Steely Dan is another one of those artists that has come in and out of my life. We had an early childhood introduction, that was followed by a high school resurgence. I remember when I was young asking my mom if she had ever seen Steely Dan in concert. She said no. In the 70’s/early 80’s they were more of a studio band than a touring band and that the sounds and synths they made didn’t translate to tour technology at the time. I found it so interesting that they had been so successful without touring.
My Steely Dan high school resurgence was two fold. 1) I would sometimes get rides home from school from my friend Phil. He was cool and had a car. I remember asking him if he could drive me home one day and he said ‘Sure, but first we have to go to Best Buy to buy the new Steely Dan album and then I’ll drop you off at home.’ I didn’t even know Steely Dan was still making music at that point. But it definitely earned Phil cool points in my book. Unfortunately, we never made it to Best Buy. When we got out of school that day, Phil’s car had a flat. He and his other swim team buddy didn’t have the easiest time changing the tire, I jumped in by reading the instruction manual. They eventually got it changed, but we were both late going home so there was no Best Buy that day. Steely Dan was not meant to be.
2) The summer after high school, my parents used to love to sing this song to me when we drove by my ‘old school’. Probably because high school was not my jam and I was glad to be outta there. It wasn’t the happiest of memories, at the time. Now I look back and it’s neither here nor there.
There’s currently a DJ on the Sirius channel ‘The Spectrum’ that likes to play old Steely Dan these days. It makes me smile. I crank it up, roll the windows down, and people probably think I’m a 55 year old crazy lady singing along. ‘I remember thirty-five sweet goodbyes…’
In 2011, I was really into The Head and The Heart’s first album. What can I say, I love the folksy, indie vibe. This is my favorite song off this album. It’s not noisy and doesn’t have a lot of instrumentation going on. It’s simple, and soulful, and comforting in an eerie way. When I left Chicago for California I listed to this song a lot. I’m very close to my family and I had a really great group of friends that were/are like family and it was really tough to leave. I don’t regret leaving and it wasn’t a bad decision or anything, but it was still difficult to move in a different direction. This song got me through it. It was comforting. It made me feel like everything was going to be ok and, more importantly, that I was going to be ok. Songs are powerful like that. My mantra when I got homesick became ‘Rivers and roads, Rivers and roads, oh rivers til I reach you.’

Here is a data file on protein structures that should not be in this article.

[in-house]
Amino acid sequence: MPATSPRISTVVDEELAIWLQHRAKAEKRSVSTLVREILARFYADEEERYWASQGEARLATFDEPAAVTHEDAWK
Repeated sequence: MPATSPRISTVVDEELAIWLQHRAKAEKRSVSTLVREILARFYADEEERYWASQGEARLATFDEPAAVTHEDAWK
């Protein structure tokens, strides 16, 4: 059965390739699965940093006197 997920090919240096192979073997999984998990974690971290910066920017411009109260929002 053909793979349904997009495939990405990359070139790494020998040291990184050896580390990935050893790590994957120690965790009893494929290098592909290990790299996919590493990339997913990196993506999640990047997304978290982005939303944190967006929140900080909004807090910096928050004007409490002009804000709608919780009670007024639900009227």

When I lived in Kansas City, I got to see them live. When they played this song it gave me goosebumps because it was even better in person. This is why I’ve picked my favorite live version for the blog, but the record version is on the playlist.
Who doesn’t love George Michael? The hair! (head and chest) The denim! The earrings! This song is the epitome of POP! I think Wham! was the first boy band I was ever into. Although, technically they were a boy duo. (This was pre-NKOTB.) I always thought ‘Wake Me Up Before You Go-Go’ was a great dancing like a crazy person song. I also found it a 10 on the happiness scale, which always helped improve my mood and ability to face the day. This early love, later lead to an equal love of ‘Freedom’.
In 2003/2004 I was in my final year of college and was living off campus with a few of my girlfriends. My roommate, Steph, was really into music. She introduced me to bands I had never heard of, that weren’t mainstream, and had a different sound. She also had a record player. We went to this record sale in some sort of hall in Urbana. She bought Wham!’s record (and Susan Vega’s – ‘Luka’) and it reignited my girlish crush on George Michael. (Now knowing that I never stood a chance.) And that’s the great thing about her, she has excellent music taste, but she doesn’t judge – she appreciates the silly, catchy, fun musical stylings of all genres.
We received the news that George Michael died on Christmas eve of this past year. We had just finished family dinner. So we had a ‘Freedom’ dance party in his honor, percussion instruments included, shaking your booty – required.
The Beatles is another one of those bands we grew up. They were weekend music, originally listened to on record and then moved to CD. When I was about 4,5,6, ‘Run For Your Life’ was one of my favorite songs. I thought the Fab Four were singing to me and I was the little girl. I ran around the apartment living room to this song. I imagined a little Carlin running through a desert/tundra type setting. I’m not sure what I was running from, I was running for my life, but it was fun. I wasn’t scared, I was smiling. The wind was blowing through my hair and my cheeks were flushed. Then, little me, would stick my head in the sand, like an ostrich. The end result was that I’d morph into an ostrich and totally escape. I would have been great at music videos…
It wasn’t until I was significantly older, that I actually listened to the lyrics. ‘Well, I’d rather see you dead, little girl, Than to be with another man. Well, you better keep your head, little girl, Or you won’t know where I am.’ This is an absolutely TERRIBLE song! Some real Henry VIII drama. I’m firmly against any sort of domestic physical or mental violence, and this song is highly inappropriate as a result, but I still love it. Ultimately, I just picture a little me running around morphing into an ostrich. Luckily, that memory is the most vividly associated with this song. Plus, it gives you a little insight into my creative imagination.
I looked a little into the song, mostly because – 1) How did this song even get made? Apparently it was John Lennon’s LEAST favorite Beatles song and the song he regretted the most writing. George Harrison, on the other hand, said it was his favorite song off of ‘Rubber Soul’. Those Beatles…John would later revisit the same theme, in a softer, less abrasive tone, in his single ‘Jealous Guy’. In which I thought he was just being mean, but now I wonder if it was worse than that.
Paul Simon’s ‘Concert In The Park’ double CD was a Saturday morning staple in our family household in the 90’s. It was a pleaser for all – the kids and the adults. As I’ve grown up, I keep going back to this album and Paul Simon in general. For me, he’s an artist, where every time I listen: I hear something new, I understand a lyric a different way, how the beat carries, how it relates to me more. My bougainvillea plant is named Paul, after Paul Simon, for his line in ‘The Coast’. Paul and I are tight, I don’t name my plants after just anyone.